BSN-3B1 Critical Thinking Exercise Nursing Management of the Client with Total Hip Replacement Situation: A 72-year-old male client is being discharged home from the hospital following hip replacement surgery. In addition to the prevention of other complications, the staff has made every effort to prevent deep vein thrombosis and pulmonary embolism: the two most common causes of postoperative mortality in older clients. Prior to discharge, the nurse gives the client a list of instructions for positioning, sitting, and ambulating at home.
The client is also instructed to use a walker or crutches until weight bearing is safe, and to employ adaptive devices for everyday activities. Finally, the client is advised to watch for any signs of hip prosthesis loosening or dislocation, and to call the surgeon immediately if such signs occur. 1. What are the signs and symptoms of deep vein thrombosis and pulmonary embolism? Deep Vein Thrombosis * Swelling of the leg or along a vein in the leg * Pain or tenderness in the leg, which you may feel only when standing or walking * Increased warmth in the area of the leg that’s swollen or painful * Red or discolored skin on the leg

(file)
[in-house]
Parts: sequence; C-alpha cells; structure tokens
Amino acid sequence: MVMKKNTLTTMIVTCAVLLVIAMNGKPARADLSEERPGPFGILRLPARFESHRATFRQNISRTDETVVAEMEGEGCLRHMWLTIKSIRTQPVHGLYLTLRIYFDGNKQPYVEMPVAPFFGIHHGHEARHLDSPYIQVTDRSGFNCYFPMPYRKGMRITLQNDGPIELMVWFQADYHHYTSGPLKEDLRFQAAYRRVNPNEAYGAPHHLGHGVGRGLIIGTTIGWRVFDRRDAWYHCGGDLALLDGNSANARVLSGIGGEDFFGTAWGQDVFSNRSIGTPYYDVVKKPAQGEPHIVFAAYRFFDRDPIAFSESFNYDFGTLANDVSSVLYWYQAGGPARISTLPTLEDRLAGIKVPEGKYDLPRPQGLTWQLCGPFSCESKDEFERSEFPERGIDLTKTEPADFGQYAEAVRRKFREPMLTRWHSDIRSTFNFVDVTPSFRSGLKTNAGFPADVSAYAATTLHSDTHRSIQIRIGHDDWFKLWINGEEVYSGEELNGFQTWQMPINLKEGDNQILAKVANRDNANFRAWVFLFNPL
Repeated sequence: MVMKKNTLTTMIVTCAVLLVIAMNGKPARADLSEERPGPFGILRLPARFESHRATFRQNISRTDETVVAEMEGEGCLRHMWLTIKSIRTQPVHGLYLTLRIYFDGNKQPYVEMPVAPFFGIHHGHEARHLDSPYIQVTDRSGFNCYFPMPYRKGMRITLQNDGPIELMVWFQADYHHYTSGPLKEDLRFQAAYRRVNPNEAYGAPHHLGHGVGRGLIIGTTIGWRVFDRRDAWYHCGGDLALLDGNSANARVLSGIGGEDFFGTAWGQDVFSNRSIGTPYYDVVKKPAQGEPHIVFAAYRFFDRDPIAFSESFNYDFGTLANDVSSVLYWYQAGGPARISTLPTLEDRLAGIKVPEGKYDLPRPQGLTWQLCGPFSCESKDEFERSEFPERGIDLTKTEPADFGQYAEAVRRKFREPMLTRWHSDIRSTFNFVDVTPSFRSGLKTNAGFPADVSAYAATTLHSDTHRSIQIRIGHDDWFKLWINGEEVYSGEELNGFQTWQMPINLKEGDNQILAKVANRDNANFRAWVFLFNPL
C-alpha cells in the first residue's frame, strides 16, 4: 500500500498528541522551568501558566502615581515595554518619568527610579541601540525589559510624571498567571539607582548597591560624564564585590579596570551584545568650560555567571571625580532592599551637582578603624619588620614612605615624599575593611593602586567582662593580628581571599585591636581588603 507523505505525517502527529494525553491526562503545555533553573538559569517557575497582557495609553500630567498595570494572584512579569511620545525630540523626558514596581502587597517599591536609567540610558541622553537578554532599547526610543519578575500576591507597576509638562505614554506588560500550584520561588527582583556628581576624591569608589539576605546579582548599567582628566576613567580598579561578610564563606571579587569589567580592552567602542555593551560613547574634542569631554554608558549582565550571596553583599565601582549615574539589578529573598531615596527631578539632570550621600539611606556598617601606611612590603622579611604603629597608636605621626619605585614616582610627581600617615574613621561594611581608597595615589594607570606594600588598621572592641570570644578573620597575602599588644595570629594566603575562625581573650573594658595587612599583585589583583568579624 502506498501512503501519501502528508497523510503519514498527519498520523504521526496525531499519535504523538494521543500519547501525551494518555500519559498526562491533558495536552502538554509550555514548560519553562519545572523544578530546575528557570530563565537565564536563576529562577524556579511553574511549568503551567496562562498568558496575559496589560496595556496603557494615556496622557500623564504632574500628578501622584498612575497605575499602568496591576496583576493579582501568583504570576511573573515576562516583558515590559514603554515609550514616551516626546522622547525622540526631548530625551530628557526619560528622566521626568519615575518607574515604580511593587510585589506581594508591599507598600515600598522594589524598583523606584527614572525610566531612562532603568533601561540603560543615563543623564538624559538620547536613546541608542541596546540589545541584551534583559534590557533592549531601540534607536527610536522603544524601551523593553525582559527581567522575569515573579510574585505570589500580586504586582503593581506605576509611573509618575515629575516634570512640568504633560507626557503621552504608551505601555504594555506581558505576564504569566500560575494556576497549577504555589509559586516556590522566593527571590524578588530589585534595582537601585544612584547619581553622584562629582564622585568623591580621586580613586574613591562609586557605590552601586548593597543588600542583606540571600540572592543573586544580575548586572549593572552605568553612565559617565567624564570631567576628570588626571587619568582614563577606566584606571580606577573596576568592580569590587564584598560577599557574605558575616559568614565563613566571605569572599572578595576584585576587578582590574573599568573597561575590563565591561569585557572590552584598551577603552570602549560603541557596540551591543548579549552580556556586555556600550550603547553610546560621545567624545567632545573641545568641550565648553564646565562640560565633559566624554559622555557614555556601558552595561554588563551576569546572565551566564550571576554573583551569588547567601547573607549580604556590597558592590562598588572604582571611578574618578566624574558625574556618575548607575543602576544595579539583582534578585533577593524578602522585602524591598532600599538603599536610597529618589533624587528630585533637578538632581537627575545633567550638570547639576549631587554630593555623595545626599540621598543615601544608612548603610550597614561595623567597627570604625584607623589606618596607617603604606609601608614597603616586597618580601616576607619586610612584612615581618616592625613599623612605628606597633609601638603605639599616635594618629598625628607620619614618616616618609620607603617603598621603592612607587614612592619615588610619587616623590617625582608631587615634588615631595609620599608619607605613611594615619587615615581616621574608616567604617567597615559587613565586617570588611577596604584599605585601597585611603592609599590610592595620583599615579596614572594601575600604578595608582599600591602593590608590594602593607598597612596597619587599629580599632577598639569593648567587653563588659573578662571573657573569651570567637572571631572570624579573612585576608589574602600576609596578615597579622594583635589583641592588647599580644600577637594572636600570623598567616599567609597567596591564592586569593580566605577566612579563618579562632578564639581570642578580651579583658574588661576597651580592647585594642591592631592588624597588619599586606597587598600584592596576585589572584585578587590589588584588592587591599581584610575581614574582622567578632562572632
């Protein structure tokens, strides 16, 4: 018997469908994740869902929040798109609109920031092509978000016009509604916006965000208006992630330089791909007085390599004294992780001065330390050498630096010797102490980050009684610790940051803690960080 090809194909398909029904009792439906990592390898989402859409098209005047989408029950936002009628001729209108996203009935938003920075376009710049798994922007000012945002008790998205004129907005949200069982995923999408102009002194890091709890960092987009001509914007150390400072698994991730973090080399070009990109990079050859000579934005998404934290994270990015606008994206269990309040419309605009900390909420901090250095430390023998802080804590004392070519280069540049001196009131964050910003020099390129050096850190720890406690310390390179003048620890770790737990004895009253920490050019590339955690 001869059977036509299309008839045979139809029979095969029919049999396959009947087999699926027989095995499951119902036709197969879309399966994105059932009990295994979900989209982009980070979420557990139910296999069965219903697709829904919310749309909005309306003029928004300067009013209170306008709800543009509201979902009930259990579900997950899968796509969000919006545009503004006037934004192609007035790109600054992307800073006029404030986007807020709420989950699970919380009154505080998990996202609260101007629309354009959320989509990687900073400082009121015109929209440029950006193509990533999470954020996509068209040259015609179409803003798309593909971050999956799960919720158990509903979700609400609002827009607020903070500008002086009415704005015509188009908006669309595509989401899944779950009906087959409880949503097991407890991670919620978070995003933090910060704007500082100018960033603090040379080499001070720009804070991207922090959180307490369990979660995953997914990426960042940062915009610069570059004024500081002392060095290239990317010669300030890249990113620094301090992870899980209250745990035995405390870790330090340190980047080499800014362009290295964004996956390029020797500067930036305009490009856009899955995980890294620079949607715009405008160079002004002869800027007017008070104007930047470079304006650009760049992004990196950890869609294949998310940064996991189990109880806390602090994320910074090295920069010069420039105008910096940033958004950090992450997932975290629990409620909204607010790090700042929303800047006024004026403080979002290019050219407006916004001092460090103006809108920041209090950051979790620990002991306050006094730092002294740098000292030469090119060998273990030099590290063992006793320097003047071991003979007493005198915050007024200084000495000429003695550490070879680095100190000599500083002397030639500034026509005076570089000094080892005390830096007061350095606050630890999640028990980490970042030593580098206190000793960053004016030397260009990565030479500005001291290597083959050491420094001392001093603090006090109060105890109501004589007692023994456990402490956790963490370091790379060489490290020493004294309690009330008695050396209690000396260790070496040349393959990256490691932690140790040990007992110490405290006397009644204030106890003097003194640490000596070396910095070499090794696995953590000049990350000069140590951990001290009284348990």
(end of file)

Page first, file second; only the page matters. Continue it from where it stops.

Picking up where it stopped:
Pulmonary Embolism * Unexplained sudden onset of shortness of breath * Chest pain or discomfort that worsens when you take a deep breath or when you cough * Feeling lightheaded or dizzy, or fainting * Rapid pulse * Sweating * Coughing up blood * A sense of anxiety or nervousness 2. What types of adaptive equipment is available for clients who have undergone hip replacement surgery? Adaptive equipment to help in daily activities: * Reaching – use a reacher in getting items from cabinets or off the floor. Do not bend over to pick up something from the floor. Dressing – since you are not to bend past 90 degrees, use adaptive devices to be as independent as you can when dressing. -Wear slip-on shoes or use elastic shoelaces so you will not have to bend over to tie your shoes. -A long-handled shoe horn will help you put shoes on or take stockings and socks off. -A dressing stick may be used to put on pants. * Use the hook to catch the waist of underwear or pants. * Place your operative leg first in the pants when dressing, and take it outlast when undressing. * Pull the slacks up over your knees. * Stand with the walker in front of you and pull your slacks up. Socks and Stockings – a stocking aid will make it easier to put on socks or stockings. Elastic stockings may be ordered for you. * Slide the sock or stocking onto the stocking aid. Be sure the heel is at the back of the plastic and the toe is tight against the end. * Secure the sock in place with the notches on the plastic piece. Do not pull the top of the sock over the top of the plastic piece. * Holding onto the cords, drop the stocking aid out in front of the operated foot. * Slip your foot into the sock and pull it on. * Release the sock from the notches on the plastic piece using your dressing stick or reacher. To take the stocking or sock off, use the hook on the dressing stick or reacher to hook the back of the heel and push the sock off your foot. * Using the Bathroom * A raised toilet seat may be helpful to you at home. It will keep you from bending too far when sitting or standing. The higher seat also makes it easier to stand up from the toilet. * Clean yourself after toileting as you are used to, just be careful not to bend too far forward or twist too much at the hip. * Bathing – unless you have a walk-in shower, you will have to learn a new method for getting in and out of the bathtub.